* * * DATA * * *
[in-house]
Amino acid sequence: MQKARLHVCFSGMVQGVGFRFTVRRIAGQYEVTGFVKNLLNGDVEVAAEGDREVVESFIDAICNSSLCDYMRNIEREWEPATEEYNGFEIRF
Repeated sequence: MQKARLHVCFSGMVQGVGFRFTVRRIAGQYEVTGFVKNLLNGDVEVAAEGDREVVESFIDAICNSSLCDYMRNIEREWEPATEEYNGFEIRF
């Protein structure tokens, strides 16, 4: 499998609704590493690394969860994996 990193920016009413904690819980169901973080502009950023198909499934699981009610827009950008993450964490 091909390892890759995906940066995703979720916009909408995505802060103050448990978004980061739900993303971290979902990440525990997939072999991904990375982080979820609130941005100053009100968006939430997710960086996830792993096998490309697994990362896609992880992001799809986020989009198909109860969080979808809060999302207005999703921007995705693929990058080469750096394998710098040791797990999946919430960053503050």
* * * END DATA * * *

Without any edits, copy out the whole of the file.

[in-house]
Amino acid sequence: MQKARLHVCFSGMVQGVGFRFTVRRIAGQYEVTGFVKNLLNGDVEVAAEGDREVVESFIDAICNSSLCDYMRNIEREWEPATEEYNGFEIRF
Repeated sequence: MQKARLHVCFSGMVQGVGFRFTVRRIAGQYEVTGFVKNLLNGDVEVAAEGDREVVESFIDAICNSSLCDYMRNIEREWEPATEEYNGFEIRF
């Protein structure tokens, strides 16, 4: 499998609704590493690394969860994996 990193920016009413904690819980169901973080502009950023198909499934699981009610827009950008993450964490 091909390892890759995906940066995703979720916009909408995505802060103050448990978004980061739900993303971290979902990440525990997939072999991904990375982080979820609130941005100053009100968006939430997710960086996830792993096998490309697994990362896609992880992001799809986020989009198909109860969080979808809060999302207005999703921007995705693929990058080469750096394998710098040791797990999946919430960053503050």